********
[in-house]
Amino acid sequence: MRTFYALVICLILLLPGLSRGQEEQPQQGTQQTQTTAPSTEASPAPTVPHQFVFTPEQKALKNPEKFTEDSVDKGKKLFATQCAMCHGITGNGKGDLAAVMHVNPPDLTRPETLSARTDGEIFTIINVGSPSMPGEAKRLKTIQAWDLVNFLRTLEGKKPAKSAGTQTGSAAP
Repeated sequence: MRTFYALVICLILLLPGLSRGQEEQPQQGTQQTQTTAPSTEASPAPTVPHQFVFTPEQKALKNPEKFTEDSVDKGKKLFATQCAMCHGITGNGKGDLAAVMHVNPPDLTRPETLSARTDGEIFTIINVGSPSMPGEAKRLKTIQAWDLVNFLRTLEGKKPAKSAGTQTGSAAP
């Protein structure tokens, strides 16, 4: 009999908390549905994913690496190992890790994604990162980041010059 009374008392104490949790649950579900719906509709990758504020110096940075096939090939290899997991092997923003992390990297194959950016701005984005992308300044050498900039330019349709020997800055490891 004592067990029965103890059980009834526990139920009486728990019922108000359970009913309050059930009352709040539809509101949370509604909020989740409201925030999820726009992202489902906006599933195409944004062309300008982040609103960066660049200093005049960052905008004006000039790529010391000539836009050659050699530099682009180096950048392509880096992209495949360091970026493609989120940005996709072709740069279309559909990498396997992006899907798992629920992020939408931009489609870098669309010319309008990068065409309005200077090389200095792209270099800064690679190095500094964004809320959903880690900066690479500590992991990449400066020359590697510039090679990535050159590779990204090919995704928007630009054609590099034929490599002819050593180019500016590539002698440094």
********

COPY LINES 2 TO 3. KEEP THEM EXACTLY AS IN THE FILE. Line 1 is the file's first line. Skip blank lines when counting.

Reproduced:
Amino acid sequence: MRTFYALVICLILLLPGLSRGQEEQPQQGTQQTQTTAPSTEASPAPTVPHQFVFTPEQKALKNPEKFTEDSVDKGKKLFATQCAMCHGITGNGKGDLAAVMHVNPPDLTRPETLSARTDGEIFTIINVGSPSMPGEAKRLKTIQAWDLVNFLRTLEGKKPAKSAGTQTGSAAP
Repeated sequence: MRTFYALVICLILLLPGLSRGQEEQPQQGTQQTQTTAPSTEASPAPTVPHQFVFTPEQKALKNPEKFTEDSVDKGKKLFATQCAMCHGITGNGKGDLAAVMHVNPPDLTRPETLSARTDGEIFTIINVGSPSMPGEAKRLKTIQAWDLVNFLRTLEGKKPAKSAGTQTGSAAP